Election 2020: Crowded field in the running for State Senate seat

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Bruce Barton/Town Crier
State Senate District 13 candidates Sally Lieber, from left, Mike Brownrigg, Josh Becker and Shelly Masur listen to Santa Clara County Supervisor Joe Simitian, right, at the Jan. 12 Peninsula Democratic Coalition forum in Los Altos.

Seven candidates, including a veteran politician from Mountain View and a perennial candidate from Los Altos, are vying to take State Sen. Jerry Hill’s place representing the 13th District. The primary election is March 3.

Hill is termed-out after serving eight years in a district that stretches from San Bruno to Mountain View, Los Altos and Sunnyvale. Five of the seven candidates are Democrats. The 13th District is dominated by Democratic-leaning voters.

The Peninsula Democratic Coalition held a candidates forum Jan. 12 in Los Altos to introduce four of the Democratic candidates – Sally Lieber, Mike Brownrigg, Josh Becker and Shelly Masur – discussing issues ranging from housing to transportation, health care and education. Santa Clara County Supervisor Joe Simitian served as moderator.

Also in the race is John Webster, a Mountain View software engineer, representing the Libertarian Party, and Alex Glew of Los Altos, an engineer and business owner, representing the Republican Party.

Lieber is a former Mountain View City Councilwoman and State Assemblywoman, Masur is vice mayor of Redwood City, Brownrigg is a member of the Burlingame City Council and Becker is a Menlo Park educator. Another Democratic candidate, Millbrae City Councilwoman Annie Oliva was invited to the forum but canceled due to illness.

Promoting their platforms

Brownrigg, who grew up in Los Altos Hills, portrayed himself as “getting things done” throughout a 30-year career in government, including supporting legislation to reduce carbon emissions and expand child care and affordable housing.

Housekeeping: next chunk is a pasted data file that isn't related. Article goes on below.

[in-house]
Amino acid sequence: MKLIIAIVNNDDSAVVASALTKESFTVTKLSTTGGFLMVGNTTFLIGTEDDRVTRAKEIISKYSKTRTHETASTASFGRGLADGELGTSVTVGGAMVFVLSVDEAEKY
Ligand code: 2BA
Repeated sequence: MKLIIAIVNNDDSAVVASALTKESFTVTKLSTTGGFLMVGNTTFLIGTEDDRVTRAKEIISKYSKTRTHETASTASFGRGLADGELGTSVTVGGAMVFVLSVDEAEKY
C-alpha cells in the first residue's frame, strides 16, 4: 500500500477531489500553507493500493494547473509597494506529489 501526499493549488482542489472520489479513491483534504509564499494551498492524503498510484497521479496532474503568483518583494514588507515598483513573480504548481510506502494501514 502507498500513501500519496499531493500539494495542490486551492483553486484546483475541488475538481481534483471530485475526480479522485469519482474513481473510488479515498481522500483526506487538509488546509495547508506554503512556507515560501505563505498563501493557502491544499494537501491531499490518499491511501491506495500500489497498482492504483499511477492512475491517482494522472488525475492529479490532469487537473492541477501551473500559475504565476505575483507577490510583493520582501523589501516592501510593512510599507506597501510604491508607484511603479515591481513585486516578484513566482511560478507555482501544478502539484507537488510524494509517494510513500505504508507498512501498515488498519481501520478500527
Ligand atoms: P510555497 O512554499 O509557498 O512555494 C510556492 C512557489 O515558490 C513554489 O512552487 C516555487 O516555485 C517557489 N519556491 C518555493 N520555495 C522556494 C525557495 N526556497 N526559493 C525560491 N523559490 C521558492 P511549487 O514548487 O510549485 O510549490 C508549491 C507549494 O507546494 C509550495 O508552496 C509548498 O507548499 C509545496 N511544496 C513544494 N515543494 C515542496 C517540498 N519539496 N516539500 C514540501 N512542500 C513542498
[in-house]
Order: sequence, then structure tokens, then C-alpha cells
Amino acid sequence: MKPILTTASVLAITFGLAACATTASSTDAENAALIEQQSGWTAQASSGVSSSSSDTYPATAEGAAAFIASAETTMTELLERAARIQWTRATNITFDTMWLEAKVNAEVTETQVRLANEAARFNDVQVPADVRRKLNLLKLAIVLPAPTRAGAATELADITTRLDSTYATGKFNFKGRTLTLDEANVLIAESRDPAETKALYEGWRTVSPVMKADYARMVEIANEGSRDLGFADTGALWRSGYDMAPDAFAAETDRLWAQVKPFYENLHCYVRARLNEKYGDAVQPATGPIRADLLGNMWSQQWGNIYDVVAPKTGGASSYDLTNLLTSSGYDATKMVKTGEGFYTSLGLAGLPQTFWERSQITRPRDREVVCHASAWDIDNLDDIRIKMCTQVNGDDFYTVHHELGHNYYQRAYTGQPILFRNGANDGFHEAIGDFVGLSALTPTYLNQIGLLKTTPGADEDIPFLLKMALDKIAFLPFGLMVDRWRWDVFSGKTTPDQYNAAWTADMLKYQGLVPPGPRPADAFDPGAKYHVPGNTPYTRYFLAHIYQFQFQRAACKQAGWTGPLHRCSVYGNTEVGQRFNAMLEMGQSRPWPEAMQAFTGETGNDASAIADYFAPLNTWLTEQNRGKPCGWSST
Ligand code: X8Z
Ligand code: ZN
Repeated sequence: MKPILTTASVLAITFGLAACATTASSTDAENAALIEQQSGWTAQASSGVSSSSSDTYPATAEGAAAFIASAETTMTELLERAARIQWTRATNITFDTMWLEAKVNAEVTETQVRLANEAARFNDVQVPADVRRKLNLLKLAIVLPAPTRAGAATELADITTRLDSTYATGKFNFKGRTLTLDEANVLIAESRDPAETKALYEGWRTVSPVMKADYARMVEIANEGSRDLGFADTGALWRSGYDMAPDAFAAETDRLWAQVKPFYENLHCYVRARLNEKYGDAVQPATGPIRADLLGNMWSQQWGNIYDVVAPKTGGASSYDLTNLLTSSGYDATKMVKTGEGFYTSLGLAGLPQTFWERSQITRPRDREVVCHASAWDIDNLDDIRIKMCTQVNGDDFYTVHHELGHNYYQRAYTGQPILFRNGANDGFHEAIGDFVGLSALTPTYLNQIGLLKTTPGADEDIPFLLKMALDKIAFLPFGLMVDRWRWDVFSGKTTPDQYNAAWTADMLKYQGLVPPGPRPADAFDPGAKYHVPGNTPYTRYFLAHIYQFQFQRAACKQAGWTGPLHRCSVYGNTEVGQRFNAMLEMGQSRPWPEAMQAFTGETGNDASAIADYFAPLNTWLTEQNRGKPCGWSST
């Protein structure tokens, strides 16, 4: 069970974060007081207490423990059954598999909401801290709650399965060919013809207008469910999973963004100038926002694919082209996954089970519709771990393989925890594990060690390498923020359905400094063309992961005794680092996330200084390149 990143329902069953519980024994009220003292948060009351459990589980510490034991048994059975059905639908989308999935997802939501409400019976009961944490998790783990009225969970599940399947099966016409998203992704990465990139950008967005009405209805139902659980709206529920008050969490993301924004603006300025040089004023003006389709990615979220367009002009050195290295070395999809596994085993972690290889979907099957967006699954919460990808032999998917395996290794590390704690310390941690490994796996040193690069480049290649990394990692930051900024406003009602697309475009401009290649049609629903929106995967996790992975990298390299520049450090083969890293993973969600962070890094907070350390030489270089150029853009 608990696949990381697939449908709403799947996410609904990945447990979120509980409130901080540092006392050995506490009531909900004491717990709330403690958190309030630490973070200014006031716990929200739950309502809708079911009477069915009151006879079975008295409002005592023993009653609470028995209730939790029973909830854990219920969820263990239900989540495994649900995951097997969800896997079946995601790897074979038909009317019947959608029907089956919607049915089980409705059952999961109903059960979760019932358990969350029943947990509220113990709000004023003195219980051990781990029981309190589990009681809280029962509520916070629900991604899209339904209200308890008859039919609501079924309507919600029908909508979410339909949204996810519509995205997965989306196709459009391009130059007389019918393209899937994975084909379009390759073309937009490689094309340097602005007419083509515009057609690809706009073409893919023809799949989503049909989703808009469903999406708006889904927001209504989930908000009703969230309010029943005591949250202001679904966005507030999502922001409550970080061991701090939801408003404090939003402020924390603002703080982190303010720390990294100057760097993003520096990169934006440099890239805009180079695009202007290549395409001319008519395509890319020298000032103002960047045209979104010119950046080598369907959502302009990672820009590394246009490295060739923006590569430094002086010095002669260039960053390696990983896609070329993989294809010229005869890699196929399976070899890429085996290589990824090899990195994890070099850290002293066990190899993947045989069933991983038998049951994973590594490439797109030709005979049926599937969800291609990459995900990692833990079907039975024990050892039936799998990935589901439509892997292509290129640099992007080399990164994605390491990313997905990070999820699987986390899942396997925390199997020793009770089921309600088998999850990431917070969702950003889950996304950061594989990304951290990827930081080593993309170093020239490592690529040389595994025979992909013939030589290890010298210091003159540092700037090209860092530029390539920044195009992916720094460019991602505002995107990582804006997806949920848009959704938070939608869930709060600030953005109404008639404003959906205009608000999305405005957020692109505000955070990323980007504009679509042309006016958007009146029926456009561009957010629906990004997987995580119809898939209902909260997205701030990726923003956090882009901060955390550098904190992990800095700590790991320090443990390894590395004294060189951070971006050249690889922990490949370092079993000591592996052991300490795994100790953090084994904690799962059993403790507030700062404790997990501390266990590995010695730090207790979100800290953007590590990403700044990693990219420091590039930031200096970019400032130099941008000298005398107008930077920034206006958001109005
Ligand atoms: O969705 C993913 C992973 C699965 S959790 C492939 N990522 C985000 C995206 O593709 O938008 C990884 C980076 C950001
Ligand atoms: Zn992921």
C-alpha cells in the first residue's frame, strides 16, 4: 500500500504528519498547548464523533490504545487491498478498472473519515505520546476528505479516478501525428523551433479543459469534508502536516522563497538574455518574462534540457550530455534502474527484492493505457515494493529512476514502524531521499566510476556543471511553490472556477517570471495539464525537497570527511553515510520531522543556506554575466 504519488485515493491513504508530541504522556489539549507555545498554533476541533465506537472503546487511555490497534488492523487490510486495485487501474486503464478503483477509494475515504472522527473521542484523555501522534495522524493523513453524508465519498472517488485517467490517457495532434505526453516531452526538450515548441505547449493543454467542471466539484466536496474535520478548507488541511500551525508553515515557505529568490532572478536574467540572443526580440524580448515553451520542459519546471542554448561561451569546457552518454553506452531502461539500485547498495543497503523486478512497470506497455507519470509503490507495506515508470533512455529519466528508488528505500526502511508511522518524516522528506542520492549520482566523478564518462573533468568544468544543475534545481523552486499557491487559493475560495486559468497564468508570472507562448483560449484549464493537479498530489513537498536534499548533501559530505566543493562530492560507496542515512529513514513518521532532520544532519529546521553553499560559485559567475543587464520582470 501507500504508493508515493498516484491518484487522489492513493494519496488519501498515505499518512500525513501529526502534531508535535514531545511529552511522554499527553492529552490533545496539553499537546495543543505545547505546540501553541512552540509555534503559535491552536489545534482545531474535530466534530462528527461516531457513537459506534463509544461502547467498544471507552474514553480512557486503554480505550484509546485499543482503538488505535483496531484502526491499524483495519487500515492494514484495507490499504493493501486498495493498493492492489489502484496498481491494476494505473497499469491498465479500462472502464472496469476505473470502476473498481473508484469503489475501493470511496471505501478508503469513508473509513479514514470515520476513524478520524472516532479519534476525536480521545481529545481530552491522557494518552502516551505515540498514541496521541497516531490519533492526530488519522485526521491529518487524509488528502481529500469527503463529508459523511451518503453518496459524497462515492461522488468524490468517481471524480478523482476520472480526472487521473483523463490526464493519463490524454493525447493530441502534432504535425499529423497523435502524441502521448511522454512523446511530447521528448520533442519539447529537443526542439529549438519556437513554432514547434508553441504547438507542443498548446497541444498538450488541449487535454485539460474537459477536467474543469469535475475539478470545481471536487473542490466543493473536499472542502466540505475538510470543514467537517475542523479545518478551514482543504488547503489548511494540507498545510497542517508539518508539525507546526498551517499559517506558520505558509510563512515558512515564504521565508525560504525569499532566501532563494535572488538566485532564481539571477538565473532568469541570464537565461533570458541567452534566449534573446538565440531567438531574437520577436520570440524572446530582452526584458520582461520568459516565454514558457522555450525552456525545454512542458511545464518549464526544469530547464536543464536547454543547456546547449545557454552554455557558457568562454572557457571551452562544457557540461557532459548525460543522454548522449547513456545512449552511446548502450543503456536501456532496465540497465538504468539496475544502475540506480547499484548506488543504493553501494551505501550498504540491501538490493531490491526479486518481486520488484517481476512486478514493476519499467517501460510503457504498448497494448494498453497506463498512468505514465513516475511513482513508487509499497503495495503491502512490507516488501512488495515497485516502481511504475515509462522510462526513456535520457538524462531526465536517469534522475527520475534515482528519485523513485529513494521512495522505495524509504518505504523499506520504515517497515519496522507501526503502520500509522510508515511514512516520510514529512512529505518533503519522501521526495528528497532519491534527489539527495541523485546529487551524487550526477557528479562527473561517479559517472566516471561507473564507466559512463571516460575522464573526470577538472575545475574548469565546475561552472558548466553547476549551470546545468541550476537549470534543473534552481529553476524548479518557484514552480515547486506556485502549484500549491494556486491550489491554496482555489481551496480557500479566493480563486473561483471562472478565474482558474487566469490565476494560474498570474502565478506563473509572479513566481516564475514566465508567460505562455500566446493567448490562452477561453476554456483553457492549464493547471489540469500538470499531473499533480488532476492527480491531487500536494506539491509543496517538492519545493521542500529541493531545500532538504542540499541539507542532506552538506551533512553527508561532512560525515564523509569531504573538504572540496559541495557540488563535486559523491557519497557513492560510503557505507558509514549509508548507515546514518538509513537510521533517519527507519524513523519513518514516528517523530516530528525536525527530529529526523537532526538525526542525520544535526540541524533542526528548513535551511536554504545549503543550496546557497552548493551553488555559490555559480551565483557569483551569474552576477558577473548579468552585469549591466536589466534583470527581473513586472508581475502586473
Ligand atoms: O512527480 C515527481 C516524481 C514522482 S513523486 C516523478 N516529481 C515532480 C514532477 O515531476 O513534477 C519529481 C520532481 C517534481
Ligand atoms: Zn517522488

Lieber emphasized familiarity with constituents through her long career in local politics, beginning with election to the Mountain View City Council in 1998.

“I’m known to just about everyone here,” she told a packed forum audience at the Garden House in Shoup Park, touting a career that emphasized social justice and assistance to low-income families.

Masur cited 14 years of elected experience. She noted that her expertise in public health – she holds a master’s degree – makes her uniquely qualified to take on health-care issues.

Becker, a founding trustee at UC Merced, highlighted his activism in environmental and education matters.

Transportation and housing issues dominated much of the discussion. The candidates railed against high-speed rail, even Lieber, who was an early supporter. Masur said she backed the controversial Senate Bill 50, which would place high-density housing near transit locations and override local zoning, Becker, Lieber and Brownrigg were against it.

The candidates were in general agreement over expanding health coverage and decried the current state of public schools.

Brownrigg supported charter schools, celebrating their “innovation,” while the others noted charter schools’ lack of transparency. On the environment, Brownrigg and Masur cited reduction of carbon footprints as the most pressing issue, while Becker named sea level rise. Lieber emphasized the need to “get oil money out of politics.”

Becker listed endorsements from Gov. Gavin Newsom and the California League of Conservation Voters. Masur scored endorsements from Assemblyman Marc Berman and her Redwood City Council peers. Brownrigg’s endorsements include Los Altos councilwomen Lynette Lee Eng and Anita Enander. Lieber’s include the Sierra Club and famed consumer activist Erin Brockovich.

For more information on Becker, visit For more on Lieber, visit For more on Masur, visit For more on Brownrigg, visit

Other candidates

Oliva, a realtor, is a housing advocate who believes in incentivizing local communities to build more housing. She also wants to address homelessness and improve environmental sustainability. For more information, visit

Glew has run in several local races over the years, including twice for Los Altos City Council and once for State Assembly. In general, he favors limited government.

He supports property rights, opposes rent control and favors local zoning control and a reduction in health-care costs through competition. He cited a November issue of Climate Online Redwood City that predicted Glew and Masur would be the March 3 primary winners in the race. For more on Glew’s candidacy, visit

Webster, pointing to U.S. government corruption, said California “must threaten to secede from the Federal Union.” For more information, visit

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